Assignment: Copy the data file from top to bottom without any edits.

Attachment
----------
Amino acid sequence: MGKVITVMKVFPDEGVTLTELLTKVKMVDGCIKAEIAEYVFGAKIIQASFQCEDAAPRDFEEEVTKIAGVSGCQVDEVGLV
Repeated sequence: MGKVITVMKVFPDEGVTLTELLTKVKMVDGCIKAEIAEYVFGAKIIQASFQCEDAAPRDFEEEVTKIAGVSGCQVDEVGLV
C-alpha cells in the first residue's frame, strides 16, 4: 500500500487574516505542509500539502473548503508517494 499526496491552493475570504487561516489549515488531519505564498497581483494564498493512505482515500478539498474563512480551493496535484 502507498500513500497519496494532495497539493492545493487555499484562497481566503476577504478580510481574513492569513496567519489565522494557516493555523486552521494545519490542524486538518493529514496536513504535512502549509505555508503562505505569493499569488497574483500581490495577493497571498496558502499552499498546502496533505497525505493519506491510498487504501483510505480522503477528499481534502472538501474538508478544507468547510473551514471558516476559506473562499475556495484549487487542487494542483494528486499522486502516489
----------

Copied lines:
Amino acid sequence: MGKVITVMKVFPDEGVTLTELLTKVKMVDGCIKAEIAEYVFGAKIIQASFQCEDAAPRDFEEEVTKIAGVSGCQVDEVGLV
Repeated sequence: MGKVITVMKVFPDEGVTLTELLTKVKMVDGCIKAEIAEYVFGAKIIQASFQCEDAAPRDFEEEVTKIAGVSGCQVDEVGLV
C-alpha cells in the first residue's frame, strides 16, 4: 500500500487574516505542509500539502473548503508517494 499526496491552493475570504487561516489549515488531519505564498497581483494564498493512505482515500478539498474563512480551493496535484 502507498500513500497519496494532495497539493492545493487555499484562497481566503476577504478580510481574513492569513496567519489565522494557516493555523486552521494545519490542524486538518493529514496536513504535512502549509505555508503562505505569493499569488497574483500581490495577493497571498496558502499552499498546502496533505497525505493519506491510498487504501483510505480522503477528499481534502472538501474538508478544507468547510473551514471558516476559506473562499475556495484549487487542487494542483494528486499522486502516489